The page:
By Brigid Morrissey

Ashley is excited about sharing her knowledge of aerial arts with students. Photos by Sunni Wigginton 

My English teachers said you should never start a piece of writing with the phrase, “Webster’s Dictionary defines the word…” Well, in this case, I can’t help it. When I think of aerial arts, ‘awe’ is the only word I can use to describe my emotional response. I typed ‘awe’ into Google, and within seconds the Web regurgitated a definition: “a feeling of reverential respect mixed with fear or wonder.”

My eyes were immediately drawn to the word “fear.” Aerial arts is often linked with fear, and for good reason. For example, silks is a form of aerial art where artists perform acrobatics such as climbs, wraps, and drops while holding themselves up several feet in the air with a special fabric. But now, thanks to people like Ashley Wallace, the art form is starting to shed its former reputation. It is now becoming more of a mainstream form of exercise.

Ashley is one of the faculty members at Suspend, a facility off Washington St. in Louisville that teaches aerial arts and cirque fitness. Some of the classes offered include aerial yoga, aerial hoop, rope, static trapeze, and the previously mentioned aerial silks. The classes cater to men and women of all ages and skill levels. “Anyone can circus,” Ashley says. “Classes are so simple.”

Photo 1: Crossback Straddle;  Photo 2: Open Wrap to Vertical Splits. Both moves are taught in her aerial classes. 

Ashley contributes that simplicity to the business model that co-owners (or co-grand poobahs, as they call themselves) Anne Miller and Meg Wallace have implemented. Ashley first got connected to Suspend when she met Meg at Louisville Turners, where they used to train. “The mission at Suspend is to make it accessible to anybody who is interested,” Ashley says. “I believe in their business model and their message to make it for everyone.”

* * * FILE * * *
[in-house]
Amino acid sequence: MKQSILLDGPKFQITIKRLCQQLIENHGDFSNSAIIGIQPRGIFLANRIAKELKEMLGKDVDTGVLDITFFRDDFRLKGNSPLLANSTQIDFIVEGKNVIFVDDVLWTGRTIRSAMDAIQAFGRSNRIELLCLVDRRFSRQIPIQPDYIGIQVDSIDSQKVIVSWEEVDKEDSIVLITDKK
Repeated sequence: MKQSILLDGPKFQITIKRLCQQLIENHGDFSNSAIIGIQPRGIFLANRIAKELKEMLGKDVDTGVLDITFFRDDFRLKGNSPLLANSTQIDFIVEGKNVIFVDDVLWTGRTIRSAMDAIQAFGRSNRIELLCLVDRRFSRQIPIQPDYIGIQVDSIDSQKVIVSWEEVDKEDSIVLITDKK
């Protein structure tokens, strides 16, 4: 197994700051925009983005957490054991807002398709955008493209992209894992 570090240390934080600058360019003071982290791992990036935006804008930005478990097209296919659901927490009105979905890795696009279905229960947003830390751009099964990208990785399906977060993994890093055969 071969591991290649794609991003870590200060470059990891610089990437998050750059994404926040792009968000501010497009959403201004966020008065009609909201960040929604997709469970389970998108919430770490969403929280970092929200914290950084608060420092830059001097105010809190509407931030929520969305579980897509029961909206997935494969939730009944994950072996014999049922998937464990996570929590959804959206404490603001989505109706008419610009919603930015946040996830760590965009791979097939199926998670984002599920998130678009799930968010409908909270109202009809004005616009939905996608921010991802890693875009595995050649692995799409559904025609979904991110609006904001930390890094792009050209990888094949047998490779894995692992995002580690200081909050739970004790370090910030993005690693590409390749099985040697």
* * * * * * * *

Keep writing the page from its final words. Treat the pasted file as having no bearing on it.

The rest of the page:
The first encounter Ashley had with silks was when she went to a circus to see some friends perform. She was 23 and started training within the month. “I had to figure out how I could do that,” she says. Her background in athletics was helpful. She was involved in flag football until she was 18 and also played basketball and softball growing up, but getting her two front teeth knocked out by a rogue softball was enough of a push to hang up the cleats and pursue theater.

Learning aerial arts is achievable for anyone who wants to do it. 

Performing arts led her to the University of Kentucky for her undergraduate degree in theater. For two years between the end of undergrad and the start of graduate school, she toured with children’s theater in the New York area. “I prefer Shakespeare, but I look so young that I’ve always been cast in children’s roles,” Ashley says.

Her opportunity finally came in grad school at the University of Louisville when Shakespeare’s The Tempest was chosen as the fall production. Ashley was cast as the nymph, a spirit-like character, because she could express the otherworldly character attributes with her newfound hobby: silks.

The role turned out to be more difficult than she had anticipated. For each performance, Ashley would have to pull off climbs, wraps, and drops for two and a half hours. To put things in perspective, an average aerial performance lasts about four minutes. But, this lesson she learned the hard way led to her thesis, A Lesson in Strength and Stamina in Theatre, and eventually in 2014 to her M.F.A. in performance. She earned a terminal degree, which is the highest achievement in that area.

That also means she can teach. For the past two years, Ashley has been an adjunct professor at Indiana University Southeast. She also works at StageOne Family Theatre as an education associate. Performance experience coincides with her teaching career. “A lot of people think that if you just string moves together, then you’ll have a good performance,” she says. “But that’s not the case. Performing has taught me variance and move sequence.”

And now, her skills have translated to her job at Suspend teaching silks, intro to aerials, and youth intro to aerials. “I want to harbor that love and inspiration,” Ashley says. “It takes the mundane out of everyday life and gives you something to look forward to.”

Jen Goodell, who is also a student at Suspend, painted these pieces.